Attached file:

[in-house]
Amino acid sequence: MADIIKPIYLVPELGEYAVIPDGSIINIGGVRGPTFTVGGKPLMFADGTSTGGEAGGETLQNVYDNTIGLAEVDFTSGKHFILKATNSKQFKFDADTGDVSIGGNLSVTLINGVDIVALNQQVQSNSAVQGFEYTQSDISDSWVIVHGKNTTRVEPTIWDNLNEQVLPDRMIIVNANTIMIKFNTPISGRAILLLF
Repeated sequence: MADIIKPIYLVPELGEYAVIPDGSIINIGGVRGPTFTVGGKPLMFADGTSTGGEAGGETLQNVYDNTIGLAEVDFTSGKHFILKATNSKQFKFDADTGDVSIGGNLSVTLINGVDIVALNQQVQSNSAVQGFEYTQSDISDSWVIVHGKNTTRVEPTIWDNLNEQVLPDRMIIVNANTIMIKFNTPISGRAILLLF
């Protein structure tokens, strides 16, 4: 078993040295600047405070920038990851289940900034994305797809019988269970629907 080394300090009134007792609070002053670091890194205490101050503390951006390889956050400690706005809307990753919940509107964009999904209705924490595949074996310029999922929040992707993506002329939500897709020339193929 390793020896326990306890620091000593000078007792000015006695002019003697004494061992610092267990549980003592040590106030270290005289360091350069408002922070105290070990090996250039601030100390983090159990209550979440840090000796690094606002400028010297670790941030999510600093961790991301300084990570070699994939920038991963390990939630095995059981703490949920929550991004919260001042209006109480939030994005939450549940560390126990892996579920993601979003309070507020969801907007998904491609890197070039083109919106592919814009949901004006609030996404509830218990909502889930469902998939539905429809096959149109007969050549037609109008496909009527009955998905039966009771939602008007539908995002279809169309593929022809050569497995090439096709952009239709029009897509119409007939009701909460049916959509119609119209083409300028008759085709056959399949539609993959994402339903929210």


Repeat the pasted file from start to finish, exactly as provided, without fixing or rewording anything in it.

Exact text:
[in-house]
Amino acid sequence: MADIIKPIYLVPELGEYAVIPDGSIINIGGVRGPTFTVGGKPLMFADGTSTGGEAGGETLQNVYDNTIGLAEVDFTSGKHFILKATNSKQFKFDADTGDVSIGGNLSVTLINGVDIVALNQQVQSNSAVQGFEYTQSDISDSWVIVHGKNTTRVEPTIWDNLNEQVLPDRMIIVNANTIMIKFNTPISGRAILLLF
Repeated sequence: MADIIKPIYLVPELGEYAVIPDGSIINIGGVRGPTFTVGGKPLMFADGTSTGGEAGGETLQNVYDNTIGLAEVDFTSGKHFILKATNSKQFKFDADTGDVSIGGNLSVTLINGVDIVALNQQVQSNSAVQGFEYTQSDISDSWVIVHGKNTTRVEPTIWDNLNEQVLPDRMIIVNANTIMIKFNTPISGRAILLLF
């Protein structure tokens, strides 16, 4: 078993040295600047405070920038990851289940900034994305797809019988269970629907 080394300090009134007792609070002053670091890194205490101050503390951006390889956050400690706005809307990753919940509107964009999904209705924490595949074996310029999922929040992707993506002329939500897709020339193929 390793020896326990306890620091000593000078007792000015006695002019003697004494061992610092267990549980003592040590106030270290005289360091350069408002922070105290070990090996250039601030100390983090159990209550979440840090000796690094606002400028010297670790941030999510600093961790991301300084990570070699994939920038991963390990939630095995059981703490949920929550991004919260001042209006109480939030994005939450549940560390126990892996579920993601979003309070507020969801907007998904491609890197070039083109919106592919814009949901004006609030996404509830218990909502889930469902998939539905429809096959149109007969050549037609109008496909009527009955998905039966009771939602008007539908995002279809169309593929022809050569497995090439096709952009239709029009897509119409007939009701909460049916959509119609119209083409300028008759085709056959399949539609993959994402339903929210």